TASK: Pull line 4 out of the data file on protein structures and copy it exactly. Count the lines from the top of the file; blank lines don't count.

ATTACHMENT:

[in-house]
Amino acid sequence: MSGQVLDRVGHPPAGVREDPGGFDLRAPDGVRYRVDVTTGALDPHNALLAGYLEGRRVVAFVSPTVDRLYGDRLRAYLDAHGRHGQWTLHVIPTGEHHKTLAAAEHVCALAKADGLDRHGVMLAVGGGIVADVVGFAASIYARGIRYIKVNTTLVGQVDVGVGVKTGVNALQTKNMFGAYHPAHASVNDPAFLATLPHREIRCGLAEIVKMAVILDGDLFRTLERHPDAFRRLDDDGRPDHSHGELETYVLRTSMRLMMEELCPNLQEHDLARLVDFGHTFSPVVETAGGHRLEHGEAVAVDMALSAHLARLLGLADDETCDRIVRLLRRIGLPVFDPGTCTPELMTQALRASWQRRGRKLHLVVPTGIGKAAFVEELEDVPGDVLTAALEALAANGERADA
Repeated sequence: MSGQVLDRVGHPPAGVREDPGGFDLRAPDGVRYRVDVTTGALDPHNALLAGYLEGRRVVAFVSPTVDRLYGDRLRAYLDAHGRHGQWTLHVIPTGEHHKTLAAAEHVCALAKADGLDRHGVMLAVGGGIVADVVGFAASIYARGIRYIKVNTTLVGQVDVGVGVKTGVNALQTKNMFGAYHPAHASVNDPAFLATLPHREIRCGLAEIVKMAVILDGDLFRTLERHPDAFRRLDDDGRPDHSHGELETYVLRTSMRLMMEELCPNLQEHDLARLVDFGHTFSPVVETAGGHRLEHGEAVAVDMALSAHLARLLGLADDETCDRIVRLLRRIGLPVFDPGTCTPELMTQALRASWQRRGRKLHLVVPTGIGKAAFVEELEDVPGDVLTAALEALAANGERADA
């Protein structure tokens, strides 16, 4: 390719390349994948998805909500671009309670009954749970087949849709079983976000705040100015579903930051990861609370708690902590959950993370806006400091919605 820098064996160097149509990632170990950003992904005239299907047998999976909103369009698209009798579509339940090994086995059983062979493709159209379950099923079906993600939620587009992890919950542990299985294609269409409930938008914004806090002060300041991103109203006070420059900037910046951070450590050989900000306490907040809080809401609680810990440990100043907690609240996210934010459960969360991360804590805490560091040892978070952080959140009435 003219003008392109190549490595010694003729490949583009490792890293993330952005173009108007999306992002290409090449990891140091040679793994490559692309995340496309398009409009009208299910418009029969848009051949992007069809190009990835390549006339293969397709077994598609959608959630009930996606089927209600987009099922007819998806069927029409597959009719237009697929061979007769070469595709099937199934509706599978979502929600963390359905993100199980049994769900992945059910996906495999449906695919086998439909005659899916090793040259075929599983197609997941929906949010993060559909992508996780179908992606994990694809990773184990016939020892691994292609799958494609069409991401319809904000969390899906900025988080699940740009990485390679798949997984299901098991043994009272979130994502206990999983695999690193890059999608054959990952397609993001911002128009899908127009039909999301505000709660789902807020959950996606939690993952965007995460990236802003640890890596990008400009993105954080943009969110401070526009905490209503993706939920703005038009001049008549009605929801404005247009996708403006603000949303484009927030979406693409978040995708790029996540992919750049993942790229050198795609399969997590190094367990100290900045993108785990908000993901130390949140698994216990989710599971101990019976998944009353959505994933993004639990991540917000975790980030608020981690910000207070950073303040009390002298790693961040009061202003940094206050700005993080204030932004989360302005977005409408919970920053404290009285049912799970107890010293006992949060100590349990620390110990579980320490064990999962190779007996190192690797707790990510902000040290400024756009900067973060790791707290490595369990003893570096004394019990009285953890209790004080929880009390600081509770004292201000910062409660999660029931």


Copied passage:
């Protein structure tokens, strides 16, 4: 390719390349994948998805909500671009309670009954749970087949849709079983976000705040100015579903930051990861609370708690902590959950993370806006400091919605 820098064996160097149509990632170990950003992904005239299907047998999976909103369009698209009798579509339940090994086995059983062979493709159209379950099923079906993600939620587009992890919950542990299985294609269409409930938008914004806090002060300041991103109203006070420059900037910046951070450590050989900000306490907040809080809401609680810990440990100043907690609240996210934010459960969360991360804590805490560091040892978070952080959140009435 003219003008392109190549490595010694003729490949583009490792890293993330952005173009108007999306992002290409090449990891140091040679793994490559692309995340496309398009409009009208299910418009029969848009051949992007069809190009990835390549006339293969397709077994598609959608959630009930996606089927209600987009099922007819998806069927029409597959009719237009697929061979007769070469595709099937199934509706599978979502929600963390359905993100199980049994769900992945059910996906495999449906695919086998439909005659899916090793040259075929599983197609997941929906949010993060559909992508996780179908992606994990694809990773184990016939020892691994292609799958494609069409991401319809904000969390899906900025988080699940740009990485390679798949997984299901098991043994009272979130994502206990999983695999690193890059999608054959990952397609993001911002128009899908127009039909999301505000709660789902807020959950996606939690993952965007995460990236802003640890890596990008400009993105954080943009969110401070526009905490209503993706939920703005038009001049008549009605929801404005247009996708403006603000949303484009927030979406693409978040995708790029996540992919750049993942790229050198795609399969997590190094367990100290900045993108785990908000993901130390949140698994216990989710599971101990019976998944009353959505994933993004639990991540917000975790980030608020981690910000207070950073303040009390002298790693961040009061202003940094206050700005993080204030932004989360302005977005409408919970920053404290009285049912799970107890010293006992949060100590349990620390110990579980320490064990999962190779007996190192690797707790990510902000040290400024756009900067973060790791707290490595369990003893570096004394019990009285953890209790004080929880009390600081509770004292201000910062409660999660029931």